To Sing or Not to Sing?

Singing is a passionate expression of the soul and an integral part of worship for many faiths. As ministry leaders make plans for in-person services, the issue of singing has been an unexpected outcrop of the COVID-19 virus. Your ministry may be weighing whether worship singing is safe, when to allow it, and how.

The issue of singing came up when the Centers for Disease Control (CDC) posted a report in May1 involving choir members in Skagit County, Washington, exposed to the virus during a practice. In the report, a member who attended both practices tested positive for the virus. Within a few days, 53 people also tested positive out of a 122-member choir and became sick. Two people died.

Singing and the Virus

The CDC concluded in the Skagit County case that transmission of the COVID-19 virus was likely facilitated by close proximity during practice and the act of singing. Before you make your decision, it may be helpful to review how the virus is spread and understand how that relates to the biological mechanism of singing.

The COVID-19 virus is transmitted through airborne droplets and aerosolized breath caused by coughing and sneezing, but also with loud talking, laughing, and singing.2,3 These particles can linger in the air and on surfaces. Researchers continue to study the measure of how long the particles can survive once expelled, and the distance they can travel.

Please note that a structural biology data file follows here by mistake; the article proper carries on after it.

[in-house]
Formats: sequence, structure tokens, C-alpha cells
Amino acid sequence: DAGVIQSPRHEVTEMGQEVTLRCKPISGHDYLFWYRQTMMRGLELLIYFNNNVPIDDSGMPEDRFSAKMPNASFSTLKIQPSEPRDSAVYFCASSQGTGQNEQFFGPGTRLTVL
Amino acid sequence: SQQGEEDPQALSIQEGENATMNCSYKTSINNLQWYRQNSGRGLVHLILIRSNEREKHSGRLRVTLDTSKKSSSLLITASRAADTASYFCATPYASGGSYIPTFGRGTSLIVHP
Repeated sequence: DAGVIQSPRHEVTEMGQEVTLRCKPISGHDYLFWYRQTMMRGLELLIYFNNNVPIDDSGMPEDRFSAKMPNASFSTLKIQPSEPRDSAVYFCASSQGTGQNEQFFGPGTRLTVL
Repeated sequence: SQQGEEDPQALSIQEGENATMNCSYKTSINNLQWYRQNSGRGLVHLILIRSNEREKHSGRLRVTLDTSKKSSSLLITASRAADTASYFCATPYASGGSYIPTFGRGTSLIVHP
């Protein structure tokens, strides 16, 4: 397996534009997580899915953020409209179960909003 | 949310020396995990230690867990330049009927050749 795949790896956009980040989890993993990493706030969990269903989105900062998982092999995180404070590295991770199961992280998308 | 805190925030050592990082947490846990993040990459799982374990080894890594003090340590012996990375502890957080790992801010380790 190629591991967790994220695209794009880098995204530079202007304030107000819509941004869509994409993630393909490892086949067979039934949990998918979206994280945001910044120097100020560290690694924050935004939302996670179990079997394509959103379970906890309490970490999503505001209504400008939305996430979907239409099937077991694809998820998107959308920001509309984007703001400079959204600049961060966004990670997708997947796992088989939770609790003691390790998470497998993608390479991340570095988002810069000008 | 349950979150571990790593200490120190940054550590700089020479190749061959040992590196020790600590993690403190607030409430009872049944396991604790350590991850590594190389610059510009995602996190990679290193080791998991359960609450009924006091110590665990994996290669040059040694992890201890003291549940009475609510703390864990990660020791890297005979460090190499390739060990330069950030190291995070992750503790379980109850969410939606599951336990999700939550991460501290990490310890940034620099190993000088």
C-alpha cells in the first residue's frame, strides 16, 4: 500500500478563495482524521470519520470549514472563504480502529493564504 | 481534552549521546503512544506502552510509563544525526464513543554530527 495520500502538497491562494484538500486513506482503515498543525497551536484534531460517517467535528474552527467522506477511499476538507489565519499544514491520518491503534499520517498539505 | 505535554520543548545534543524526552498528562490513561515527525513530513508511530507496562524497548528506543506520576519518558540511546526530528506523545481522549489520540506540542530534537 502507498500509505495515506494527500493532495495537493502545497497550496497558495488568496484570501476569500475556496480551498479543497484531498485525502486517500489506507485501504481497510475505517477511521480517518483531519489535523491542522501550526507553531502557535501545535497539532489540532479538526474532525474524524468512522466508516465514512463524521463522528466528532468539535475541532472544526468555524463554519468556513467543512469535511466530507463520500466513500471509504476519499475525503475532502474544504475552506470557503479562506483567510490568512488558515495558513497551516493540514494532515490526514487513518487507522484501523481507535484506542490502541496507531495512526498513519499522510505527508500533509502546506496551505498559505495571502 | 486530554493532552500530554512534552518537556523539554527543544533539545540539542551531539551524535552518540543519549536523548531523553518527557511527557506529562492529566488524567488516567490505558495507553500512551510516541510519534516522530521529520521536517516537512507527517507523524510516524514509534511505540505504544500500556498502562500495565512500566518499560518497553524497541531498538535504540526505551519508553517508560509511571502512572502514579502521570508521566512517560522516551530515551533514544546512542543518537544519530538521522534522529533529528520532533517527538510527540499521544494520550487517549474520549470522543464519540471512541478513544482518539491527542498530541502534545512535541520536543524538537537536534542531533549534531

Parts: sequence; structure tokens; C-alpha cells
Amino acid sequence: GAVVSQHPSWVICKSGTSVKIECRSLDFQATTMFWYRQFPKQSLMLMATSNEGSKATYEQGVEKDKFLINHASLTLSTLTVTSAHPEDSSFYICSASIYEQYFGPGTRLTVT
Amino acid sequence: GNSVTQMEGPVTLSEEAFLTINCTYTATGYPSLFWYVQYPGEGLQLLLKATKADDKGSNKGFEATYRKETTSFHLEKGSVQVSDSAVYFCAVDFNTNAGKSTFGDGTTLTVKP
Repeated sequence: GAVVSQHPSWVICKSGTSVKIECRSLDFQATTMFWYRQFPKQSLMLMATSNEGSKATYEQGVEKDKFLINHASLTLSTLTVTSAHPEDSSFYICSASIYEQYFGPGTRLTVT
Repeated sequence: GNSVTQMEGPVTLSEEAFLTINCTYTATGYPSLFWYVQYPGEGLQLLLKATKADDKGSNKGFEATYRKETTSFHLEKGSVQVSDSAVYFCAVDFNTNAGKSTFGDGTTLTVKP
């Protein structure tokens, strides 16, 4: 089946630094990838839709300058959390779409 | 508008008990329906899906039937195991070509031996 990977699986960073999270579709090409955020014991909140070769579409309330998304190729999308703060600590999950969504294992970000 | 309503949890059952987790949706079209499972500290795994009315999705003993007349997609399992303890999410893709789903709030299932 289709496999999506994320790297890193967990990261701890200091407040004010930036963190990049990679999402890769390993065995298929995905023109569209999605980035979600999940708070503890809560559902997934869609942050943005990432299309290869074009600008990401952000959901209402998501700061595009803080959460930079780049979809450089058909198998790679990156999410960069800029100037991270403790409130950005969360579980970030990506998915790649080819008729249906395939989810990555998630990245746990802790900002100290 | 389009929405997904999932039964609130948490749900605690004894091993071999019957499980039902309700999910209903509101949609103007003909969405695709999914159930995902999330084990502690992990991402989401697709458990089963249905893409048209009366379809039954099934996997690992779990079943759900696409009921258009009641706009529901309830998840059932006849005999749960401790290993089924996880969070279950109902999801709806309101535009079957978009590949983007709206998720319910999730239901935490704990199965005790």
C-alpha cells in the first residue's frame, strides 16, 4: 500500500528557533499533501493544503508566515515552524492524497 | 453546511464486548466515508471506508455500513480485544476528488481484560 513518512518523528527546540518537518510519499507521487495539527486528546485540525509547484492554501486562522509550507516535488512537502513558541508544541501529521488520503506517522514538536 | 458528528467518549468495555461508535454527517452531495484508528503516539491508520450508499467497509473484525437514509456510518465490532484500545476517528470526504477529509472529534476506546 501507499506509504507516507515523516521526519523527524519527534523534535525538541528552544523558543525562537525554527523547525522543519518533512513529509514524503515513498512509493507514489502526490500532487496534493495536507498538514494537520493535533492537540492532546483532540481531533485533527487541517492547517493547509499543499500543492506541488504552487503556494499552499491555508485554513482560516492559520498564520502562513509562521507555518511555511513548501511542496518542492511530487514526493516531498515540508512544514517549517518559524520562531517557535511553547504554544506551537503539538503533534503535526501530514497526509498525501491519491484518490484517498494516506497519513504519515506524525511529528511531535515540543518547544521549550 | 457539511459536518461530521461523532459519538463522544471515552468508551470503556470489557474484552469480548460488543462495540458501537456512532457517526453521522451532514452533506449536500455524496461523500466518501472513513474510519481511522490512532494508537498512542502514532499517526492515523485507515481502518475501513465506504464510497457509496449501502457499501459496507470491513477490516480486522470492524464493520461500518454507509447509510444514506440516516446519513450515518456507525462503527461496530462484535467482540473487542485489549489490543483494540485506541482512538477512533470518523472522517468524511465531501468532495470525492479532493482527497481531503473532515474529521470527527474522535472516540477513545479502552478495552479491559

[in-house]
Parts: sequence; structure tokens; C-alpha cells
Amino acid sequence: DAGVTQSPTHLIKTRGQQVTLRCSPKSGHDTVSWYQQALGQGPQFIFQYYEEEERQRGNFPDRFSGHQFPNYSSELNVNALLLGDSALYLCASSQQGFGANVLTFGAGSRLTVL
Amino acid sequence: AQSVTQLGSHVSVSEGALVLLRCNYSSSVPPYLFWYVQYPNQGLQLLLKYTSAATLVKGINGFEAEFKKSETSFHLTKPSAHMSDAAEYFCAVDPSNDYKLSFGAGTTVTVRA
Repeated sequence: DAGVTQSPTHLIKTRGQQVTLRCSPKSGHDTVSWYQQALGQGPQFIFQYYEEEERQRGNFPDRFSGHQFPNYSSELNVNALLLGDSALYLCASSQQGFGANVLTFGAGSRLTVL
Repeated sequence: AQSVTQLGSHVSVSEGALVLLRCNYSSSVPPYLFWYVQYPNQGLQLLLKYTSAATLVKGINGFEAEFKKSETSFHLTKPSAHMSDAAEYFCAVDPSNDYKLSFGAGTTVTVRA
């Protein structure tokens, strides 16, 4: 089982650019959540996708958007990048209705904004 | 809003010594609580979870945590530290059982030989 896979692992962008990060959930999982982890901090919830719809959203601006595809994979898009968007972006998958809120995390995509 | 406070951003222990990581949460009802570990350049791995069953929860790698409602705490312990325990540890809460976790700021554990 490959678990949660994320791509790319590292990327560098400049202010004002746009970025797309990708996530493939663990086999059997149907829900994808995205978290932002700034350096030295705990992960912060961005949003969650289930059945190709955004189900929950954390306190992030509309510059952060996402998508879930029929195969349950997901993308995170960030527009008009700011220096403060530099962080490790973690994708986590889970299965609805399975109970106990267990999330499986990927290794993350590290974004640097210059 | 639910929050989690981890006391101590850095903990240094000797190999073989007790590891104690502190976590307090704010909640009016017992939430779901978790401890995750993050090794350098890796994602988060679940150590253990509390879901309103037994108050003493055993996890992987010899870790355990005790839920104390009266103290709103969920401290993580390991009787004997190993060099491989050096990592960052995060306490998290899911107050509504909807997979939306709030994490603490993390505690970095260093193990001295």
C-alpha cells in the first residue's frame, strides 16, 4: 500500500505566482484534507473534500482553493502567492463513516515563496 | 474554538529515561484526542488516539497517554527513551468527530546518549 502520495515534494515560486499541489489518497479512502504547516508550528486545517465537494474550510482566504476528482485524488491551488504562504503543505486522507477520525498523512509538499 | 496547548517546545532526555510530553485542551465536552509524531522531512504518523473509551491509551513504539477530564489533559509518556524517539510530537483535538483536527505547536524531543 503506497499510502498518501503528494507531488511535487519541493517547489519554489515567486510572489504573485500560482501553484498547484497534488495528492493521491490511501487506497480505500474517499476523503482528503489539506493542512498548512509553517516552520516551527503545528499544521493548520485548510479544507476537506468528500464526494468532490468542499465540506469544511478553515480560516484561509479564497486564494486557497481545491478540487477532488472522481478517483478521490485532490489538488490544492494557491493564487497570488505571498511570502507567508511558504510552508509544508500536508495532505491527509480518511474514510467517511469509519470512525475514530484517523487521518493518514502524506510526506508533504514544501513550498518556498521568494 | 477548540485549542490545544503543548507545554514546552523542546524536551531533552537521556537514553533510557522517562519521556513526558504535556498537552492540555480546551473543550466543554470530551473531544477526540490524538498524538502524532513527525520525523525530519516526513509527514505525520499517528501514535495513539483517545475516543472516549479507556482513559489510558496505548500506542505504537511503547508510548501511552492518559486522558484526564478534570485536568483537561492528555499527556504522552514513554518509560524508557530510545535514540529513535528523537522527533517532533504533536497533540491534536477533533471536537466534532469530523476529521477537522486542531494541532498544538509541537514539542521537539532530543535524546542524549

Whether you’re a professionally trained vocalist or worship service attendee, singing produces droplets and aerosolized particles through the biological mechanism of fuller air intake and deeper exhalations. Aerosol emission during speech also has been tied to loudness of vocalization.4

Performances and Practices

To help you decide when or whether to bring back worship singing—by choir, by attendees, or both—it may help to think in terms of the risk level of singing during a service or holding choir practice safely. Also, the ages of your choir members and your attendees are important factors to consider.

As you read through the risk considerations, visualize the droplets and aerosolized particles expelled through singing as glitter floating through the air. This may help you see what potential particle transmission might look like in the context of your choir, your attendees, and your worship space.



  • One singer on stage.
  • Stage is a good distance from the attendees.
  • Attendees are in listen-mode only and wear masks.
  • Music is projected or provided on single-use sheets and not shared. 
  • Social distancing is required.


  • A small number of singers on stage who can social distance and do not face each other.
  • Stage is a distance from the attendees.
  • Attendees are permitted to sing but are strongly encouraged to wear masks.
  • Music is printed out and possibly reused in one or two other services.
  • Social distancing rules for attendees are encouraged.


  • A full choir on stage with no social distancing.
  • Stage is in close proximity to the attendees.
  • Attendees are permitted to sing. Masks are not required.
  • Hymnals and music books are shared between services.
  • No requirements or suggestions to social distance for attendees.

In-person Choir Practices


  • Practice is held outdoors on a non-windy day.
  • Choir members are not face-to-face.
  • Temperature and symptom checks are required.
  • Social distancing is required.